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The Lay of the Land DEVELOPMENTS IN CANADIAN REAL PROPERTY LAW

Tag Archives: Conditional

BCSC Considers the Organizing Principle of Good Faith in the Context of Lawyer’s Approval Clauses

Posted in Litigation

Introduction

In 2014, the Supreme Court of Canada in Bhasin v. Hrynew[1] formally recognized the “organizing principle of good faith” in Canadian contract law. Since then, many Canadian courts have had occasion to interpret and apply this principle in the context of real estate transactions. A recent decision of the B.C. Supreme Court, Zhang v. Amaral-Gurgel,[2] adds to this line of authority, offering insight into the application of the principle of good faith in the context of lawyer’s approval clauses.… Continue Reading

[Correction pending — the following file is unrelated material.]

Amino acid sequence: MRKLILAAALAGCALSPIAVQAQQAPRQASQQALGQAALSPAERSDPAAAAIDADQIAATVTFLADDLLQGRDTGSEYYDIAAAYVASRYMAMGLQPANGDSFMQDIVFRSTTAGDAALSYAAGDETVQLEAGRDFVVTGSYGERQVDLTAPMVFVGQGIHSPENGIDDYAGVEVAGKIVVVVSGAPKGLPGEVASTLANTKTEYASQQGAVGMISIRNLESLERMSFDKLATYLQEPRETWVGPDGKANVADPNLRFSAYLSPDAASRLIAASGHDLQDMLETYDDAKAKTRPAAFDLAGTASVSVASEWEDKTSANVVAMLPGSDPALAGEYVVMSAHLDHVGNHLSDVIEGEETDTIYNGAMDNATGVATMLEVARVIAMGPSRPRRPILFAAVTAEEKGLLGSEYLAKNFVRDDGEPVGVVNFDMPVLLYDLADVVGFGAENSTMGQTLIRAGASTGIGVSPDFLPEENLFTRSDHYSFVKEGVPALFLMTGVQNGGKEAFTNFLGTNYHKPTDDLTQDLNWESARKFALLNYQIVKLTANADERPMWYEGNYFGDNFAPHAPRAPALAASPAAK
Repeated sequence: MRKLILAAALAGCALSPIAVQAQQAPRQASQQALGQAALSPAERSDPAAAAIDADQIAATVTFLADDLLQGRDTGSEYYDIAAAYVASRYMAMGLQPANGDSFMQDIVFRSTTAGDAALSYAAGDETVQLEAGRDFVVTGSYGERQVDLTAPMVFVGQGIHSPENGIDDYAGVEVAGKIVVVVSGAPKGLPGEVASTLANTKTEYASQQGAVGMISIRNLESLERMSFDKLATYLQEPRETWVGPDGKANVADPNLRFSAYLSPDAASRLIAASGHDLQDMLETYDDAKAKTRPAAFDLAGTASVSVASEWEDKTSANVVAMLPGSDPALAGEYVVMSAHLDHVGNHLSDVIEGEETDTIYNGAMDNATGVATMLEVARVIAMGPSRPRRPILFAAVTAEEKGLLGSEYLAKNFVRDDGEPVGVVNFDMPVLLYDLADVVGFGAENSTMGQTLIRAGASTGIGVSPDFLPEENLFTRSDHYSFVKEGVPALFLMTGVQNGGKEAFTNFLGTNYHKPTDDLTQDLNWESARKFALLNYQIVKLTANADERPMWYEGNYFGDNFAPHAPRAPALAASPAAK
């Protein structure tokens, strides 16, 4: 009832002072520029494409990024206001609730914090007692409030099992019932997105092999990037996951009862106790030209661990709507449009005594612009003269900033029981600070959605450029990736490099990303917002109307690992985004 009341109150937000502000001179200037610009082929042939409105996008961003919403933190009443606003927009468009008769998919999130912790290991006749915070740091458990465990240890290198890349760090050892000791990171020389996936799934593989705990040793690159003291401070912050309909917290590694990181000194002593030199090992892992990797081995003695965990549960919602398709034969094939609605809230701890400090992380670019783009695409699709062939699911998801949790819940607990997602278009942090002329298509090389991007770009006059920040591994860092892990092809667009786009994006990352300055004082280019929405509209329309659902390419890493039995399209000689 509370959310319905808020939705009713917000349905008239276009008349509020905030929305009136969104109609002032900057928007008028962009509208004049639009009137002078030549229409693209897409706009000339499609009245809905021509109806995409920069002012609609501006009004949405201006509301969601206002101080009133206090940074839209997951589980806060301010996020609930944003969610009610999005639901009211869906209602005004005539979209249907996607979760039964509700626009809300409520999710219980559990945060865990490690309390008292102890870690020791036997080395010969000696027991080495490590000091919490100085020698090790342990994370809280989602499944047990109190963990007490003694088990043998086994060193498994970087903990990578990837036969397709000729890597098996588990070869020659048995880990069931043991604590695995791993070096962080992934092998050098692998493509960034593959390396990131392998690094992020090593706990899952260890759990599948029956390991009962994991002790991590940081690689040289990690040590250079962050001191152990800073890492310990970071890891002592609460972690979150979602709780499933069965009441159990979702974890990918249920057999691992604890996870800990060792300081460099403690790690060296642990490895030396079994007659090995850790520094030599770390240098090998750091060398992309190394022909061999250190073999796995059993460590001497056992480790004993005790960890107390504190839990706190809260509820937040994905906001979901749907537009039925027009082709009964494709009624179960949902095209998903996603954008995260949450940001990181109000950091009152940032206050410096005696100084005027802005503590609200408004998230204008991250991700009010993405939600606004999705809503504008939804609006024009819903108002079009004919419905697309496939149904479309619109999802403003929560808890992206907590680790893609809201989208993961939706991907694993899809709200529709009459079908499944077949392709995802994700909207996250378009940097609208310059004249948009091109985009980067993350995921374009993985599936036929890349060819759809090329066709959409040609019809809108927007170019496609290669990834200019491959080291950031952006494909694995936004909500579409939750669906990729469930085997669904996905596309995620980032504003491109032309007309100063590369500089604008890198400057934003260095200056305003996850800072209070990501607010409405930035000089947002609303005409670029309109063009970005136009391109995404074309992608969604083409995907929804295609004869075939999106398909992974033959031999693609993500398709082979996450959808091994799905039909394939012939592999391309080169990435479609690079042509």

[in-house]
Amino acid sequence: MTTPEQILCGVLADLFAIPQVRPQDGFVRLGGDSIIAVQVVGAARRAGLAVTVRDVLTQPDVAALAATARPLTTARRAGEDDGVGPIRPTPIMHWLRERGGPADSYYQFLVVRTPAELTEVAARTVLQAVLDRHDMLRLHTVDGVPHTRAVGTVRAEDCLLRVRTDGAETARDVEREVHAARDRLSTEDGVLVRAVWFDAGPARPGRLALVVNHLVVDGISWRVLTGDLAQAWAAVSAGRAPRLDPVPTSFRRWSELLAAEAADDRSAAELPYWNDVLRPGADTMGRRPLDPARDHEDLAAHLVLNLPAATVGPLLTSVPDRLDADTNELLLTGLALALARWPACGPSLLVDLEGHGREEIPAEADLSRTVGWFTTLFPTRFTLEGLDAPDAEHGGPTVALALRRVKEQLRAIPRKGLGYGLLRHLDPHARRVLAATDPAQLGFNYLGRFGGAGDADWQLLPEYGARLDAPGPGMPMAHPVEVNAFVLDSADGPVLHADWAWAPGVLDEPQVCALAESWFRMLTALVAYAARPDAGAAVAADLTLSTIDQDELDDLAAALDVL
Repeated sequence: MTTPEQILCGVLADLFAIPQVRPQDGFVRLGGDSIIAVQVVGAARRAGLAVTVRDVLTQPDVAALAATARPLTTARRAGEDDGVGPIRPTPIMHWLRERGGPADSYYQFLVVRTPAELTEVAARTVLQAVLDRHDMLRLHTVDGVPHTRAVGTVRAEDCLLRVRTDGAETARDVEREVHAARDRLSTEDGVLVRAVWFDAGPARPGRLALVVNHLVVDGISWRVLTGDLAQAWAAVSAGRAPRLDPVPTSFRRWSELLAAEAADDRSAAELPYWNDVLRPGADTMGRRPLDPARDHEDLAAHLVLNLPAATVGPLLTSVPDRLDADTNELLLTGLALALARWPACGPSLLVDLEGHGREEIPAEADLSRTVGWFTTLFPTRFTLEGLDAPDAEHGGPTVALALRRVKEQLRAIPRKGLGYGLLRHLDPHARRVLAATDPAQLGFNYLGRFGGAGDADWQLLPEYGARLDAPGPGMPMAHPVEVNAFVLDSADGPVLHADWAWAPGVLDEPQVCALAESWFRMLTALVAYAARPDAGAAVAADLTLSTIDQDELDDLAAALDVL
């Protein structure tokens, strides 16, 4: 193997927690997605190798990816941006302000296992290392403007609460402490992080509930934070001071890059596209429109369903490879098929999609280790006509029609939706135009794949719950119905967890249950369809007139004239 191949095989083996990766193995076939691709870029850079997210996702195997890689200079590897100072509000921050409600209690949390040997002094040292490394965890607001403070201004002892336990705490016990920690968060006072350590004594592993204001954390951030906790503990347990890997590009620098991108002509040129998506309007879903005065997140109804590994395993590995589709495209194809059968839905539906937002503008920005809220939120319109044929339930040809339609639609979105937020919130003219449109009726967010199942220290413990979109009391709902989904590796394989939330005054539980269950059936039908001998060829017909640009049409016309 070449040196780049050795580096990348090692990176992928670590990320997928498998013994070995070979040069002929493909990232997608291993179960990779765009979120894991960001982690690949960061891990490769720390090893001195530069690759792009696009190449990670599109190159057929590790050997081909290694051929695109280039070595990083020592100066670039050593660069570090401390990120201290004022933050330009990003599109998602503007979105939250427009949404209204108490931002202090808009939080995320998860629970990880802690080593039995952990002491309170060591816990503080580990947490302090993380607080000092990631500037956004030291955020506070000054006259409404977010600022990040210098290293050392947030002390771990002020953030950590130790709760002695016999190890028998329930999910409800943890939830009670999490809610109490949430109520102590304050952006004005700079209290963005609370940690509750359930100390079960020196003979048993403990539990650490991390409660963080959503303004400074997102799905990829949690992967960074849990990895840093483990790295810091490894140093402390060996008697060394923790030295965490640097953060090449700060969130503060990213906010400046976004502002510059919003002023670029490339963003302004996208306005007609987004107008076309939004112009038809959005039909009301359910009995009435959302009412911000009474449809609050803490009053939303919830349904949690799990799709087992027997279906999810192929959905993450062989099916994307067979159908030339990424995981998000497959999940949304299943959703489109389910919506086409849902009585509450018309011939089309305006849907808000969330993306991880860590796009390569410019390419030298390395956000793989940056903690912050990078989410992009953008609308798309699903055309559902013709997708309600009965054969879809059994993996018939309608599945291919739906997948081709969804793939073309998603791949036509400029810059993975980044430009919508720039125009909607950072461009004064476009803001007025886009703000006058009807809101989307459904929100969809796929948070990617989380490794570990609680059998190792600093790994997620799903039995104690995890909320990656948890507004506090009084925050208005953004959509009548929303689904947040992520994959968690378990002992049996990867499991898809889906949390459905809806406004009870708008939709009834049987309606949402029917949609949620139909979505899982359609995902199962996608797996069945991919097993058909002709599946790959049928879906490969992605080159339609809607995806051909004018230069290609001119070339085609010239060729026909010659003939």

Conditional Building Permits: A Very Useful Tool

Posted in Construction, Municipal

There are many situations in which a developer may need to begin construction before a certain date, but cannot get their building permit in time. In Ontario that is usually because they cannot yet meet some very minor “applicable law” requirement that, according the Building Code Act, they must comply with in order to obtain the permit.[1]

A conditional building permit can often get around this problem, even though many municipalities in Ontario use them so infrequently that they seem barely aware that they have the authority to issue them. Conditional building permits are authorized pursuant to s. … Continue Reading